Despite a presentation to Jewish leaders here last week that sought to refute statistics that indicate the soaring Palestinian birthrate will threaten the character of the Jewish state unless the Palestinians get their own state, not everyone is convinced.
“It was an incredibly detailed presentation,” said Malcolm Hoenlein, executive vice chairman of the Conference of Presidents of Major American Jewish Organizations. “On our mission [next month to Israel] we’ll have a presentation by those who have a different viewpoint.”
In 1941, when Abraham Foxman was a year old, his parents and a nursemaid carried him east from his Polish homeland to Vilna in an effort to outrun the Nazis. But they failed, and the Nazis ordered his parents and the other Jews of Vilna into a ghetto.
The America of today is not the America of 40 years ago, but young people still need role models and Carolyn Goodman of Manhattan said her slain son should be among them.
“I think Andrew was the model of a steadfast person who believed that it’s important to reach out to people no matter what their color or ethnicity or race,” she said. “That is what he meant to people 40 years ago and it’s even more important today because we are living in precarious times.”
Edward Fagan, the first lawyer to sue Swiss banks for hoarding the money of Holocaust victims and who championed survivors’ rights in insurance and art cases, has been charged by the New Jersey Office of Attorney Ethics with looting more than $400,000 from the trust accounts of two survivors he represented.
Disciplinary action ranges from an admonition to disbarment.“The knowing misappropriation [of funds] is a disbarable offense,” said John McGill III, the deputy ethics counsel who is overseeing the case.
After making calls last year for Super Sunday, UJA-Federation’s annual phone solicitation drive, Rhonda Buckley of Dix Hills, L.I., returned this year with two of her daughters.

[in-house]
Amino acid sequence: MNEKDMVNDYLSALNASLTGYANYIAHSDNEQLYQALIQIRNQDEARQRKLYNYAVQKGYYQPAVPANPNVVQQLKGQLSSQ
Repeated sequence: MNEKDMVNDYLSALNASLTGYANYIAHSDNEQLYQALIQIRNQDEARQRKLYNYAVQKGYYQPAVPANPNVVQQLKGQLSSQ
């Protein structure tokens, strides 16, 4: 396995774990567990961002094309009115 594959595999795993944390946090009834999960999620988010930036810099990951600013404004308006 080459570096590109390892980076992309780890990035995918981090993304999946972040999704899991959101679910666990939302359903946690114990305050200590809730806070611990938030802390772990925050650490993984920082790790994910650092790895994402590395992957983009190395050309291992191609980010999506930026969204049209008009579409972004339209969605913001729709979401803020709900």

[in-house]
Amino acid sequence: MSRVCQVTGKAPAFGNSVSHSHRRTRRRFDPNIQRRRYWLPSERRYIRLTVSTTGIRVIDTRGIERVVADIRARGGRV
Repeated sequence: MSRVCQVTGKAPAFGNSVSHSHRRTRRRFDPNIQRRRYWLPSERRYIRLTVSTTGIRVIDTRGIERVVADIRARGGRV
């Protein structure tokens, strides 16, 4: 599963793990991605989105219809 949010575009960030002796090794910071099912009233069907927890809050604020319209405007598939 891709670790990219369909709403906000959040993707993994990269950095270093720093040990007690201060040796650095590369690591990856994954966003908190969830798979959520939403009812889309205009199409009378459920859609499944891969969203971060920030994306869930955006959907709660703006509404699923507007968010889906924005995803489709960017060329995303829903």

“Years ago, UJA-Federation helped me out with a subsidy for the kids’ summer camp ... and I thought it would be nice to give back,” she said at the organization’s Syosset office.
Health and human services represent 40 percent of the Nassau County budget but have been an “afterthought” when it comes to getting the attention of county government, Nassau County Executive Thomas Suozzi told representatives of UJA-Federation’s social service network on Long Island.
“Everyone knows how important these services are,” said Suozzi, Nassau’s first Democratic county executive in nearly 40 years, last week at UJA-Federation’s annual Long Island Legislative Breakfast at the Mid-Island Y JCC in Plainview.
With no fanfare and little debate, the Claims Conference has overturned its controversial 17-year policy of setting aside 20 percent of its allocations for Holocaust education.
As a result, the group has decided to pump another $112 million into social-service programs for survivors over the next four years while freezing funds for educational, documentation and research projects at $18 million annually.
A leader of the Jewish community in Argentina said here last week that Venezuelan President Hugo Chavez’s recent state visit to Buenos Aires has placed the Jewish community on alert.
“We’ll be observing to see if relations between Iran and Venezuela bring problems to Jews in Argentina and other Latin American countries,” said Angel Schindel, first vice president of the DAIA, Argentina’s Jewish political umbrella group representing 140 institutions.
The water from the torrential rain that flooded the basement of Congregation Beth Shalom Chabad in Mineola, L.I., last month may have done significant damage to the shul, but its rabbi is looking ahead — even as he laid to rest an irreparably damaged Torah.
The water from a fierce storm that hit Mineola in mid-July was pumped out ahead of any mold damage and nearly 6,000 irreparably damaged prayer books and sacred works were placed in a repository.
The New York Jewish community opened its pocketbook after Israel was attacked by Hezbollah last summer, contributing $45 million to a special UJA-Federation Israel Emergency Campaign, the group announced last week. That money — added to $151 million from its annual campaign, $44 million from planned giving and endowments and $51.5 million in capital gifts — helped the organization raise a record $290 million for the fiscal year that ended June 30. That was a whopping $80 million more than the previous record set just last year.